It’s been several months since I’ve regularly posted to the blog, and there’s a (semi) good reason for that. Regular readers will know that I began actively querying The Curse Merchant back in February. For a while I recounted the ups and downs of this Agent Safari for everyone to follow along, until I ran across some sage wisdom from one literary agent in particular. Turns out, agents aren’t terribly impressed with authors who detail the results of their querying, for a couple reasons. The first of which is that knowing another agent has passed on your manuscript calls into question “why did they pass?” Which encourages a pass in turn. The second reason is simple… it’s not a terribly professional thing to do.
I reacted to this revelation with equal parts gratitude and panic, the net result of which was a basic information lock-down on this blog. For that, I apologize.
But now, I feel free to announce that I am no longer actively querying The Curse Merchant. I haven’t given up on it, mind you. Far from it. And next week, I hope to make an announcement regarding poor old Dorian Lake. But for this week, I’d like to discuss Silence.
In August, I ended the pre-writing phase of my next project and began putting words down to (virtual) paper. What’s the new project you might ask? What’s the genre? What’s the working title? You might well ask.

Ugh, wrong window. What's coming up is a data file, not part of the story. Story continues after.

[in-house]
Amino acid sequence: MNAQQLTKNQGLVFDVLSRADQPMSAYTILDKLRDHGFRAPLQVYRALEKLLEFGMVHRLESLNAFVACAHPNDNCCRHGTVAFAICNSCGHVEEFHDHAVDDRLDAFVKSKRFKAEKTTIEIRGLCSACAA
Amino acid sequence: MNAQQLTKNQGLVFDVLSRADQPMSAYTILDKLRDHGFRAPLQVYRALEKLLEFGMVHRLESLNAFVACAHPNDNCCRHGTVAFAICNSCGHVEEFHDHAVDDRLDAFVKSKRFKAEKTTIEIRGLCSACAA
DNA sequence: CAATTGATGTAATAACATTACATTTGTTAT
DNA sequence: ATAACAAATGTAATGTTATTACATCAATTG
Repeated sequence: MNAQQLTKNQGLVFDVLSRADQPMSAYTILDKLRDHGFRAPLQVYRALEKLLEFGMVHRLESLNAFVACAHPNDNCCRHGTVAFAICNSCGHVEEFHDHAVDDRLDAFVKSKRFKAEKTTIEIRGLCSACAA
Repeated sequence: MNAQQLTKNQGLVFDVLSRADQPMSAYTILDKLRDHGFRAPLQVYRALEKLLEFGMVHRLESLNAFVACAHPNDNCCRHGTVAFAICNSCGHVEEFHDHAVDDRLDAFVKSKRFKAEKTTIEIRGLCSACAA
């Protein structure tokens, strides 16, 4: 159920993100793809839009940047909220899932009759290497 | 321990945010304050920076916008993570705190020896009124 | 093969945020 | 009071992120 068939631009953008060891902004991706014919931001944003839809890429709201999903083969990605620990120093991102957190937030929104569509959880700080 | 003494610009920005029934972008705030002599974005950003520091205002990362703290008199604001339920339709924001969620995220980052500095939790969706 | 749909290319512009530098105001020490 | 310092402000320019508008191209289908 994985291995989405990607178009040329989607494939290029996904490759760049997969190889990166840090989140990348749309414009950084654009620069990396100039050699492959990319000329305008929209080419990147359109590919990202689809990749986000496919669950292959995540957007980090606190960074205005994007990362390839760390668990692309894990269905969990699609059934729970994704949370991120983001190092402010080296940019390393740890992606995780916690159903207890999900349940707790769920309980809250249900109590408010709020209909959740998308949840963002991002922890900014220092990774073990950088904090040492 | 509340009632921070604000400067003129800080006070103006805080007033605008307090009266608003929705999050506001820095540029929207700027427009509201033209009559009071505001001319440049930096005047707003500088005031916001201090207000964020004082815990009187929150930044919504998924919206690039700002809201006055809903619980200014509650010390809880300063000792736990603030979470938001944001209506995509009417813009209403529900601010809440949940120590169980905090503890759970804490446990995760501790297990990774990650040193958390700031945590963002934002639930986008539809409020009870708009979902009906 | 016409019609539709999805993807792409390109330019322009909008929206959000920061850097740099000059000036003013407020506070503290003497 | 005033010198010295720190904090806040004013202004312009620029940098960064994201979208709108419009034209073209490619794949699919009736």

And I won’t tell you.
Hell, I won’t even tell my wife. Why? Because I’ve discovered a truth to my personality as a writer. I like to call it Hydrostatic Storytelling Pressure. It’s the “need” to tell a story that often propels me forward. I’ve discovered in the past that when I outline a story for someone else, even briefly, it relieves part of that pressure, which in turn robs me of my forward momentum.
This perhaps overstates the situation somewhat, but for this novel I want to try keeping it completely under wraps until the first draft is complete. Thus, I intend not to tell anyone the working title, what it’s about, or even what genre it is. Thusfar the only one who knows is my five-year-old, because he loves having that little secret no one else knows. Plus, I’m very certain he doesn’t remember anyway. Hopefully this experiment will prove that Silence is Golden.
So, what do you think as a reader? Does the mystery of the thing make you hungrier to read a pending release? Or do you prefer to be fed snippets of your favorite author’s next book ahead of its release?
I honestly prefer the mystery of the thing. I never read previews because it sort of just makes me anxious–I know what I’ll be getting and want more then and there. The not knowing keeps me suspended in curiosity, but not anxious. (Probably not something an author would want to hear. I don’t like being consumed by something, though, so this works for me.) I think what keeps me interested is the knowledge that I trust the author to give me something worth reading. My favorite authors rarely (if ever) let me down. I know I can count on them to give me a compelling and entertaining story.